You might have already seen adverts offering “identity protection” services. In fact, nobody can guarantee you won’t be a victim of identity theft. These services offer identity monitoring and repair – things you can do yourself, for free.
The widespread concerns about identity theft has spawned many companies that watch information sources – most importantly, your credit report – for signs that an identity thief may be using your personal information to get loans, open credit card accounts, or otherwise cause chaos in your finances. You can pay these companies to alert you to possible trouble, or simply watch yourself.
If you are more open to being a do-it-yourself (DIY) person, here are some free and low-cost alternatives to paying for identity theft protection services:
- Check your credit reports for free: Your credits reports will show if someone opens, or tries to open, an account in your name. Federal law requires each of the three major credit bureaus to give you a free credit report each year at annualcreditreport.com, the only authorized website for free credit reports.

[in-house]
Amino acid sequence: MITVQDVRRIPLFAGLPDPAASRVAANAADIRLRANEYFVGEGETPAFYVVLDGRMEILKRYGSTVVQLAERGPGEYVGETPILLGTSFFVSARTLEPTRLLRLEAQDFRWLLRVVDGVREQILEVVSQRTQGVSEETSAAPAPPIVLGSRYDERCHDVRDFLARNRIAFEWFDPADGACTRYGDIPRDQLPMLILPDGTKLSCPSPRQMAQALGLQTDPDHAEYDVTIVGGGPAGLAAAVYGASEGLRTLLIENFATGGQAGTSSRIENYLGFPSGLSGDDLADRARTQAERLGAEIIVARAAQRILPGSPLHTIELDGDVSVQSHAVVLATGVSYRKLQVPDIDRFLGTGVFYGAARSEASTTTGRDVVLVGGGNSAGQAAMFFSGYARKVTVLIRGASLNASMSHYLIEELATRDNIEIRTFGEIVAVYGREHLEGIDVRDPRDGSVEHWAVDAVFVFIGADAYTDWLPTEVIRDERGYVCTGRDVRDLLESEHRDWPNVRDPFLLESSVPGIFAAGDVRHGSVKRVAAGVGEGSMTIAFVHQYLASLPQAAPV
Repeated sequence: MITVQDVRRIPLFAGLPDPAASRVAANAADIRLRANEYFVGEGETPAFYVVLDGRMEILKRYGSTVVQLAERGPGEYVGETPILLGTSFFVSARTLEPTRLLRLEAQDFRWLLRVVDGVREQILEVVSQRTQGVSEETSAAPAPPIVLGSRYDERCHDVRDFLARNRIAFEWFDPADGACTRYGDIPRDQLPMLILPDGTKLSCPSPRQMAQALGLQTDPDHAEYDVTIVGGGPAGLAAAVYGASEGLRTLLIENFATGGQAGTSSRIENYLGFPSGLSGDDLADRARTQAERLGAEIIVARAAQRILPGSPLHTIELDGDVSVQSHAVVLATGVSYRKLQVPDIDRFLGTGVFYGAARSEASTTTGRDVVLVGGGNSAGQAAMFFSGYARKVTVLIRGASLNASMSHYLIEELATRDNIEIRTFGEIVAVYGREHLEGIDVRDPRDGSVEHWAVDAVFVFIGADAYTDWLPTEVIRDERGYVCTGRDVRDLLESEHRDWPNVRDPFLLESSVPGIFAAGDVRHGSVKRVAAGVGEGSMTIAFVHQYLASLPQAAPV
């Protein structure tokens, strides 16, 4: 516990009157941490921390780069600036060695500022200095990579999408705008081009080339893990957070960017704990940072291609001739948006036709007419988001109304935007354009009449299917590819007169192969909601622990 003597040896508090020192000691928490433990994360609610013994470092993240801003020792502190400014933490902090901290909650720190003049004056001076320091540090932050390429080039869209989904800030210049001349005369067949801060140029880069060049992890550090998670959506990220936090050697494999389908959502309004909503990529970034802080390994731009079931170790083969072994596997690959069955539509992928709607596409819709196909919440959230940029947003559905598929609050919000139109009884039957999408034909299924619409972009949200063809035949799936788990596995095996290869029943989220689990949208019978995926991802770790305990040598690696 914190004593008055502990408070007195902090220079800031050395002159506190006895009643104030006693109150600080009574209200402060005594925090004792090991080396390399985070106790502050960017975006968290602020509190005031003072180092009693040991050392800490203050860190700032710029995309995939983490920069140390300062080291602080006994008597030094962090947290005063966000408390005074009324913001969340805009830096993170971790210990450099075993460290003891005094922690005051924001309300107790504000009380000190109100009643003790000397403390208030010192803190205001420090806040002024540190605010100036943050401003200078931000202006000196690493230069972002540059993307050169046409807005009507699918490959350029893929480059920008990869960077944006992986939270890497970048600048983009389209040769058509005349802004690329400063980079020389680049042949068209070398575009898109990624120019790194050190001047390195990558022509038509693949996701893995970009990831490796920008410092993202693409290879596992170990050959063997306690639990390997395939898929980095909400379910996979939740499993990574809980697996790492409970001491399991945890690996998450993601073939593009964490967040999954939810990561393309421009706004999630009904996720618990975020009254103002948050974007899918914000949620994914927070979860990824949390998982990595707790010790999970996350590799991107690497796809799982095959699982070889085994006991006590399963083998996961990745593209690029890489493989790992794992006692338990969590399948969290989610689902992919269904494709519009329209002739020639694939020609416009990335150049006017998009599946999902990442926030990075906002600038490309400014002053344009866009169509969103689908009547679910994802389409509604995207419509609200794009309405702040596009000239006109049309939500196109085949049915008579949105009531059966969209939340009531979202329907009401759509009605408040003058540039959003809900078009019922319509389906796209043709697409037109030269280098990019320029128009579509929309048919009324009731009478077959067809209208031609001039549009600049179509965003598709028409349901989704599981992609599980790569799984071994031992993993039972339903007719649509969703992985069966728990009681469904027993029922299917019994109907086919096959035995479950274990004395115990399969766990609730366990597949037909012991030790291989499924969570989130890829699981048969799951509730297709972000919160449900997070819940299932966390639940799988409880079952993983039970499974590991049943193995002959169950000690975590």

- Place a credit freeze on your reports: A credit freeze blocks anyone from accessing your credit reports without your permission. As potential creditors cannot check your files, a freeze generally stops identity thieves from opening accounts in your name.
- Review your monthly credit card, bank, retirement, and other account statements for any transactions you never authorized. You can also log into your internet banking to view statements or ask your bank to print these for you
- Keep a close eye on your mail. If you are not getting bills, benefits checks, or other mail you are expecting, or if you get bills for items you never bought, it could be a sign that an identity thief is at work.
- Review benefits statements. You normally get these from your health insurance providers. Make sure you tell your insurers and medical providers about any treatments you never receives, immediately
How do you deal with identity theft? You can get free recovery help at IdentityTheft.gov. The Federal Trade Commission (FTC) also allows you to report identity theft and get a personal recovery plant that:
- Walks you through each recovery step.
- Tracks your progress and adapts to your changing situation.
- Pre-fills letters and forms for you to send to credit bureaus, businesses, debt collectors, and the IRS.
IdentityTheft.gov has recovery plans for more than 30 days of identity theft, including child identity theft and tax-related identity theft.